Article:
Growing Faith at Home

Family Dinner

04 Mar Growing Faith at Home

The demands of parenting can be joyful at best – and also incredibly overwhelming. So often we just get by day to day, and we feel like we play a constant game of “catch up.” Often our frenetic lifestyles cause us to miss important opportunities to stop and talk with our children about faith. Without an intentional focus, we too often leave the “faith talks” to our once a week (at best!) trips to church.

But did you know that what Mom and Dad say, and what Mom and Dad do are the primary factors that influence whether or not a child will grow up to have faith?  The formation of faith involves so much more than formal “Christian Education”  – it is the learning and experience of faith through the folds and creases of everyday life. And it is the responsibility of the whole congregation.

The season of Lent is the perfect time to embark on a “fresh start” to discern how you can grow faith at home by making use of your family’s existing routines. It really is as simple as weaving faith into the conversations, rituals, and traditions that we already naturally do with our children.  The “experts” in faith development have narrowed it down to 4 “Keys” to growing faith at home.

Several years ago I found the article below urging parents to be more intentional about creating a faith-filled home, and I am delighted to pass it  along to you as you contemplate the fresh start of the Lenten season. This was written by Marilyn Sharpe – a “Giant” in the field of faith formation, dedicated to helping congregations equip households to nurture faith in all of the generations, all of the time, wherever they are.

“Everybody today seems to be in such a terrible rush; anxious for greater developments and great wishes and so on; so that children have very little time for their parents. Parents have little time for each other; and the home begins the disruptions of the peace of the world.”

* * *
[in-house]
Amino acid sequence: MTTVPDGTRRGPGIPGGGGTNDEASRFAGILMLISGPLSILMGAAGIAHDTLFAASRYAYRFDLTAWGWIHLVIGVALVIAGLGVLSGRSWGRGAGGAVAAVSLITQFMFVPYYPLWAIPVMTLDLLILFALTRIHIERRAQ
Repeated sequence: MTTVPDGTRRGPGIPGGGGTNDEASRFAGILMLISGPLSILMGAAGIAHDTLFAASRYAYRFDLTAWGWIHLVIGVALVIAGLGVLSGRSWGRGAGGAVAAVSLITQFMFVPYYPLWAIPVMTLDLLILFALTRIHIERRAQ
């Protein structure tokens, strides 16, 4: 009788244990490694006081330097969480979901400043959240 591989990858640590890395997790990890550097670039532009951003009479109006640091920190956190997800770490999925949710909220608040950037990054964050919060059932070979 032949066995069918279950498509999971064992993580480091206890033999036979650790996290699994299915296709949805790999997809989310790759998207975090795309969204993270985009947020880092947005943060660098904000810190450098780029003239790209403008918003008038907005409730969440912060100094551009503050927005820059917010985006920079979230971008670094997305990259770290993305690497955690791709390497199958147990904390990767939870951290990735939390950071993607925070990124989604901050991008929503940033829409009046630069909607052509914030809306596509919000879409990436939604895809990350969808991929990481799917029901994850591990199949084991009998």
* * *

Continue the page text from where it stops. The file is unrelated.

MOTHER TERESA

Lent is an excellent time for taking a look at exactly what it is you want to pass along to your children — what’s essential and what’s not, what weaves the fabric of your family together from today into tomorrow? These four keys are an excellent place to start!

Key # 1) Caring ConversationsCaring conversations are the floor under all of our close relationships and are the way we model and transmit Christian values and faith to the next generation. Listening deeply, respectfully, and with great care, and speaking with love and gentleness helps children experience the love of God. Responding to the daily concerns of our children gives us their trust and the credibility to invite them to express God’s love to others.

Key #2) Family Devotions: (or, Finding God in Everyday Life)Turn up the “God language” under our caring conversations and you have family devotions. Adults need to learn the Christian message and the biblical story, finding themselves in God’s story and God in their story, in order to be able to pass on faith to their children and to other adults. Sometimes, devotions use Scripture, a devotional text, and prayer at a set time in a set place each day. Sometimes, it grows out of spontaneous conversation and wondering aloud how God might be present in the sunset or current events or a family celebration and what God might be calling us to do in response. Our Christian faith shapes the whole of our lives and involves a lifetime of study, reflection, and prayer.

Key #3) Family Rituals and Traditions: We already have a multitude of rituals and traditions. How do we wake one another up, say goodbye for the day, welcome one another home, and say good night? How do we celebrate birthdays and holidays? What stories and recipes and activities and values shape our identity as a family? How might we pray for one another when leaving for the day, when facing a hard decision, when dealing with stress? Find God in the midst of these daily or seasonally repeated experiences, and we will suffuse family life with God’s presence. This makes it very clear what our family values, believes, and promotes, and how faith shapes us individually and as a family.

Key #4) Family Service: Why would we do service as a family? Isn’t it enough to do it individually? Learning that “faith is caught as well as taught,” we understand that we need to be together as a family, linking the generations, to serve as a loving response to what God has already done for us. Together, we have a chance to talk about what we have done, why we have done it, and what we have learned. This is the way to make service a joyous opportunity to love God back, to say “thank you,” to be the light of Christ for others. Serving with children makes it a habit, a spiritual practice, a faithful way of life.

 

 

1Comment
  • John Kerr
    Posted at 14:25h, 04 March Reply

    i enjoyed Marilyn Sharpe’s “Playing Catch” blog – It seems a good way to be.

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